Frank Boyle | Horizons5th November 2016 - 21st November 2016
Horizon's seeks to describe a meditative sense of mystery, the unknown and the infinite that is created by the space and vastness of the ocean (or land), the sky and a seemingly immeasurable horizon, 'Frank Boyle'.
Meet the artist | Saturday 5 Nov, 2pm.
Coinciding with the Rhododendron Festival Weekend, Blackheath.
October 15, 2016
October 14, 2016
October 10, 2016
September 10, 2016
September 04, 2016
September 03, 2016
August 15, 2016
August 02, 2016
June 03, 2016
May 01, 2016
Artwork of the month
Alexander Schramm (1813-1864)
South Australian Natives On The Tramp c1859.
29.5 x 43.4 cm
Lithograph printed from two stones.
A tranquil depiction of life for a group of indigenous Australians.
Printed from two lithographic stones c1859, it is one of the few prints that have survived from Schramm’s life. It is also one of the largest prints he undertook.
The work is thought to have been produced with the help of Penman & Galbraith, the longest surviving printmakers in South Australia. The title; South Australian Natives on the Tramp has been printed into the lower margin.
The total edition of this lithograph is not known; it is unlikely that many have survived. Overall the paper is slightly discoloured, and a tear has been repaired on the upper left quadrant. The work has large intact margins.
We have been able to locate the following impressions of this lithograph in public collections:
National Gallery:NGA 89.1375 NGA IRN: 96297 (poor condition)
State Library of South Australia: B 70986
National Library of Australia: Rex Nan Kivell NK436/B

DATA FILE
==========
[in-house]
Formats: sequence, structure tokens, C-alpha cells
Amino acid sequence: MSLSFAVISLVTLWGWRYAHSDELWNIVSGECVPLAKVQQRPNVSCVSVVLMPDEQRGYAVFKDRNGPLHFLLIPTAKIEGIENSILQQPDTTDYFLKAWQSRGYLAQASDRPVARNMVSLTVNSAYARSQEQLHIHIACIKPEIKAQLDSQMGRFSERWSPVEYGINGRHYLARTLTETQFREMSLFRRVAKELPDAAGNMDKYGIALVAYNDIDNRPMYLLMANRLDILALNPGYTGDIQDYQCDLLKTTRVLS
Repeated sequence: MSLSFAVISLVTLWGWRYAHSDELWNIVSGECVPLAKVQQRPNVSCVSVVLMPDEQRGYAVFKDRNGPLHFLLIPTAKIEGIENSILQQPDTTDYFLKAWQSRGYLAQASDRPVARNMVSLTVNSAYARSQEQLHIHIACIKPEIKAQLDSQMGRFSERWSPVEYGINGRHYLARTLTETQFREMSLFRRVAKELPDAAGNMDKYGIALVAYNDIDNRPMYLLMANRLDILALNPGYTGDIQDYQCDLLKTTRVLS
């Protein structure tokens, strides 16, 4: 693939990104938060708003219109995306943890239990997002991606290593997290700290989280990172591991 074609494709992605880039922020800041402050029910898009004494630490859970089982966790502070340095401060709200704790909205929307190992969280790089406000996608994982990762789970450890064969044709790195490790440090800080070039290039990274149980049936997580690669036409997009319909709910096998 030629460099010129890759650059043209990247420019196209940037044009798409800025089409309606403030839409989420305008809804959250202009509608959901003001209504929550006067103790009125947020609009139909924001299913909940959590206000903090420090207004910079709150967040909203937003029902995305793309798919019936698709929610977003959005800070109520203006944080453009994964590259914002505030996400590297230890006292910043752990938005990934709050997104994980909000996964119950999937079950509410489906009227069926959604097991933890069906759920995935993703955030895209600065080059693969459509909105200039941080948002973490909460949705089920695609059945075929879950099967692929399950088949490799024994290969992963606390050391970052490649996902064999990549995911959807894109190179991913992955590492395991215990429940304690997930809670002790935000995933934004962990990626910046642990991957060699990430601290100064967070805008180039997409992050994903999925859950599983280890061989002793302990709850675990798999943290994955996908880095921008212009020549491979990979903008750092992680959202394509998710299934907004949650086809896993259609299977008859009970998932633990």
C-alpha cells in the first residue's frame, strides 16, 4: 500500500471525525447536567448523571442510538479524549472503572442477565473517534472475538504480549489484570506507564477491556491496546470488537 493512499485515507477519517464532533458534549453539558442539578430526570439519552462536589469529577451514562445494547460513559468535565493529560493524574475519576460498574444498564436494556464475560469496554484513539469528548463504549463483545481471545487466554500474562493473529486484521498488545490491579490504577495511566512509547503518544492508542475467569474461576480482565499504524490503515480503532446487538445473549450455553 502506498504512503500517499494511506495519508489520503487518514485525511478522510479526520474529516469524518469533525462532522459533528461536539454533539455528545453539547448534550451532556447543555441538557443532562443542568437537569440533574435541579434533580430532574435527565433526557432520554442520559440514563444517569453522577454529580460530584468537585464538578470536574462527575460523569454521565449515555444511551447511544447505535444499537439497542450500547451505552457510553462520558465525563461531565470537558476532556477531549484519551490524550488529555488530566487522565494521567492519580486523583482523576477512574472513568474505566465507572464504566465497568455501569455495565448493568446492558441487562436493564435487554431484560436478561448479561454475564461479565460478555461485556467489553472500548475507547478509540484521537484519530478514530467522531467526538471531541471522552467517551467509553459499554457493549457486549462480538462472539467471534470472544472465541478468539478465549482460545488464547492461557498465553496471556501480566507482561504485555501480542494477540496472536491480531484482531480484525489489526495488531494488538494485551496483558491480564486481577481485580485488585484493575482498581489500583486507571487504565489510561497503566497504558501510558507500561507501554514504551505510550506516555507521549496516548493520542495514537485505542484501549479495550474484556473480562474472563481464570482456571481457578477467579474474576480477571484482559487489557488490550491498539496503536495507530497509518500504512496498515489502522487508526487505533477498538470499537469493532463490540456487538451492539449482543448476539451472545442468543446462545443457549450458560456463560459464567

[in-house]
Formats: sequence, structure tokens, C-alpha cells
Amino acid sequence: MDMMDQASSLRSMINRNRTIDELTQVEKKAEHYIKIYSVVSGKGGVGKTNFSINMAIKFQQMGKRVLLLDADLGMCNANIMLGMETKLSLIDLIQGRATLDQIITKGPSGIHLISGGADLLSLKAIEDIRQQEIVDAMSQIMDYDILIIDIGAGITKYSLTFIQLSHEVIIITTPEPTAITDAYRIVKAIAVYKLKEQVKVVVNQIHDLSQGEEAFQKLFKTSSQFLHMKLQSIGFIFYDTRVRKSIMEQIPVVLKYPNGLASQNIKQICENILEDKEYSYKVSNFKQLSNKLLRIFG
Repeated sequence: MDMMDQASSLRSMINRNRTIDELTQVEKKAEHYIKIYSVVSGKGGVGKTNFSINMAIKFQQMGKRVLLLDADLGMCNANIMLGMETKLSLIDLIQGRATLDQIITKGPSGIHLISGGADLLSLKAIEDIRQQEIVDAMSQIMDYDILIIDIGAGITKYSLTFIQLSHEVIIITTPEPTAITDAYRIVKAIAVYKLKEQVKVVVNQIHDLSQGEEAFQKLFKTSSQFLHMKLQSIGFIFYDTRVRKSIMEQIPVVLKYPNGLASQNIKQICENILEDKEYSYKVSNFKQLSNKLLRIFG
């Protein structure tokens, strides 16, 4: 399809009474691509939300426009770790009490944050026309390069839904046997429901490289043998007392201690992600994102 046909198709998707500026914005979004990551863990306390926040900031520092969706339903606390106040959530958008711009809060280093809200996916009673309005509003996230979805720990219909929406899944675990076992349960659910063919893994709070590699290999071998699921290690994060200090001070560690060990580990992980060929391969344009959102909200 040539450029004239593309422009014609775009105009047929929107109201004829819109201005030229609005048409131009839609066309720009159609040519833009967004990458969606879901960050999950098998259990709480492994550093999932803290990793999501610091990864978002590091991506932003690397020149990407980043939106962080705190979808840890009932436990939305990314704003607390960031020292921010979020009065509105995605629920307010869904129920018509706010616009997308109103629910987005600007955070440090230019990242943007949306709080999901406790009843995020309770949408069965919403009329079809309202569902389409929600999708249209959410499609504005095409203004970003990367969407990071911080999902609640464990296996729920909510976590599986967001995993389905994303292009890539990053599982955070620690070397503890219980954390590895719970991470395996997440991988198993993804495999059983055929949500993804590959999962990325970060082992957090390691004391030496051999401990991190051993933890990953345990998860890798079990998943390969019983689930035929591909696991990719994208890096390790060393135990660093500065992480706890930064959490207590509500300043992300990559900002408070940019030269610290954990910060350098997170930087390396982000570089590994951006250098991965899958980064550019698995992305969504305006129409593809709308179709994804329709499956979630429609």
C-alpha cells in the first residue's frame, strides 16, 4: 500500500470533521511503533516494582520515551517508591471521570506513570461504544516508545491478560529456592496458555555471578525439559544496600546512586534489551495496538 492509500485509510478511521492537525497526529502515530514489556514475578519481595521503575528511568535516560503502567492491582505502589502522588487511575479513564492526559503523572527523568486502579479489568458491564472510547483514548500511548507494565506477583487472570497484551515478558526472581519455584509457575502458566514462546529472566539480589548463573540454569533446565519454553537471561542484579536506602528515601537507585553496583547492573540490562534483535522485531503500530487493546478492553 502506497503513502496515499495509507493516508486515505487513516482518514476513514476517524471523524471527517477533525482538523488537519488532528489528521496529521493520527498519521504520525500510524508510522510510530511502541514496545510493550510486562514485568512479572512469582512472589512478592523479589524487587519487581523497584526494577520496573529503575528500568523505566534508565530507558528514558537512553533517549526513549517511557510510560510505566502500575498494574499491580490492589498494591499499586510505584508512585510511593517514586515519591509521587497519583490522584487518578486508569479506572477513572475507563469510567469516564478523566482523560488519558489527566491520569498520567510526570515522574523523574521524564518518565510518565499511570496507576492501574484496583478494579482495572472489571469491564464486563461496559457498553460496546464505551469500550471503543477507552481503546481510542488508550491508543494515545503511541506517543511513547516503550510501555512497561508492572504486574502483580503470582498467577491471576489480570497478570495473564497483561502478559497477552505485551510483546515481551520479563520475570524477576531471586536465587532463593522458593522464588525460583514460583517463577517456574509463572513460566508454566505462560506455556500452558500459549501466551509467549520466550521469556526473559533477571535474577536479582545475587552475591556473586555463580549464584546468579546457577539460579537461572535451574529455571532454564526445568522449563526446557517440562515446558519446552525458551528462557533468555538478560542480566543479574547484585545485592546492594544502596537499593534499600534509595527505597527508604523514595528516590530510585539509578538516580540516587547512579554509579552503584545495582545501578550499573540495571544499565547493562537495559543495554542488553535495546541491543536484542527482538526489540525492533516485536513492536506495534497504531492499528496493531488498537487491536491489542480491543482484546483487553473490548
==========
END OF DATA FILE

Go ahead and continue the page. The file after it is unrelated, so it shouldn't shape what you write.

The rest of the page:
A native of Berlin, Germany, where his father was a bookseller, Schramm studied at the Berlin Academy of the Arts. Once his study was complete he travelled in Eastern Europe for several months before settling in Poland. Schramm exhibited at the Berlin Academy between 1834 and 1838. In 1849 he migrated to South Australia arriving on the 7th of August aboard the Princess Louise, one of 12 ships that brought around 1500 German immigrants to South Australia. His reasons for leaving Europe are unknown. It is possible the political and religious unrest of 1848 played a role in his departure. His life in Adelaide was not well documented, he was unmarried, and did not have any direct family in South Australia. He died of Tuberculosis on the 8th of November 1864, at the age of 50 and was given a pauper’s burial. A directory entry from 1851 lists an Alexander Schramm, Painter at Charles Street.
Schramm was one of a small group of colonial artists who painted in a way that treated the indigenous people with great sensitivity. His paintings and lithographs, predominately depicting indigenous life, reflect their plight and even show contempt for European values. Focusing on the Australian landscape and the manners and customs of the Aborigines, his work is culturally significant. He exhibited his paintings at the South Australian Society of Arts from as early as 1850. He soon developed a reputation for his talent with the brush. Art critic Mary Overbury described the artist and his situation:
“A German by birth, an artist by nature and training, small in stature, dark and somewhat retiring in disposition, he made but few intimates and lived on the proceeds of his brush, his paintings were often disposed of far beneath their real value”
Much of Schramm’s work has been lost with time, many examples did not survive and19th century Australia did not value his works as we do today.
Schramm’s works are held in the following institutions:
The National Gallery, The National Library, The South Australian State Library, The South Australian State Gallery, The Mitchell Library
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